LBNL Report Number
Automatic lighting controls can significantly reduce operating costs in commercial buildings. However, the design of these dynamically operated lighting systems has not kept pace with advancements in equipment. This paper focuses on determining how many lights should be grouped into sectors and controlled as a unit in order to minimize the life-cycle cost of an automatically controlled lighting system. The analysis is based on occupant behavior patterns, the cost of the lighting controls, the energy costs, and a decision criterion based on life-cycle cost.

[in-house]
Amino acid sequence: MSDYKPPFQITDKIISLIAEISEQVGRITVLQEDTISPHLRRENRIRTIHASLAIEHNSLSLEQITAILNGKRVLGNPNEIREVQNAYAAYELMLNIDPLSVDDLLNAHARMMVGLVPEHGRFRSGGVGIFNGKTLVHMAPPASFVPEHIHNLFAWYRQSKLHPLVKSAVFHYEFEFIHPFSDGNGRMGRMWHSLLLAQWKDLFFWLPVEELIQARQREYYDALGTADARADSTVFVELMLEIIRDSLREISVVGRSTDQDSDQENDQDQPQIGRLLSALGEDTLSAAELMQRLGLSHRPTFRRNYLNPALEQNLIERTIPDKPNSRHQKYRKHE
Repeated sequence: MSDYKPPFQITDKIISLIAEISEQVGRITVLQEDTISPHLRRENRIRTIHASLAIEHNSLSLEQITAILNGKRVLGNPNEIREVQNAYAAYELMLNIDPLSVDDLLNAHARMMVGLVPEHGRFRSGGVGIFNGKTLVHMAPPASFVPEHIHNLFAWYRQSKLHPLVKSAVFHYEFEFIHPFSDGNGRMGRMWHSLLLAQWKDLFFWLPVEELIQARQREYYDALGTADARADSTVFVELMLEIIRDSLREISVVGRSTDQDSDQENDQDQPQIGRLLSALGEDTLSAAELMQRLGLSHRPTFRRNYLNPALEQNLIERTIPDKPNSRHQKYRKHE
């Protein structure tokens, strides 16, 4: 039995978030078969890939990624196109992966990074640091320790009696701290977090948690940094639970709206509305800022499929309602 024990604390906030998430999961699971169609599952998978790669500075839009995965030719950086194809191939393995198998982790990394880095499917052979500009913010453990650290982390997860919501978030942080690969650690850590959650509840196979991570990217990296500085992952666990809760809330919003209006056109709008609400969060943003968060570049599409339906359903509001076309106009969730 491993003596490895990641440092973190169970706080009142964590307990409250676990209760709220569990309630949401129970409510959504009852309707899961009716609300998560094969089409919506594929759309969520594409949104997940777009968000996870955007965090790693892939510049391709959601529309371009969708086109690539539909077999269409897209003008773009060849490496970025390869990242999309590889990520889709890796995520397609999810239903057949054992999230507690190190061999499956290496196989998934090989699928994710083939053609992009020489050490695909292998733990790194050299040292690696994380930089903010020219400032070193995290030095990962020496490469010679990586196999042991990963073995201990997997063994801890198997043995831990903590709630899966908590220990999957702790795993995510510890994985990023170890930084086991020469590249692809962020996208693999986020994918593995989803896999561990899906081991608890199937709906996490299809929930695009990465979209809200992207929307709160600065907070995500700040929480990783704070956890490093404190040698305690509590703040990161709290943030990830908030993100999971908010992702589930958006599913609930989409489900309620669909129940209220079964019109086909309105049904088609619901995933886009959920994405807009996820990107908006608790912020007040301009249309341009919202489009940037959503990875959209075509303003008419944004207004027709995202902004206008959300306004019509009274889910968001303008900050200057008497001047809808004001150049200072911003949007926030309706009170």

Occupant switching patterns in the morning and afternoon were experimentally determined at a lighting control demonstration at the World Trade Center (WTC) building in New York City. The experimental procedure used to estimate the occupancy probability distributions at the WTC site is described in section 2. Section 3 develops a general analytical model for determining how large to make independently controlled lighting sectors in order to most cost-effectively use the scheduling control strategy. In Section 4, the model is applied to the occupant behavior patterns measured at the WTC site. Section 5 discusses the significance of the results; the final section summarizes the study.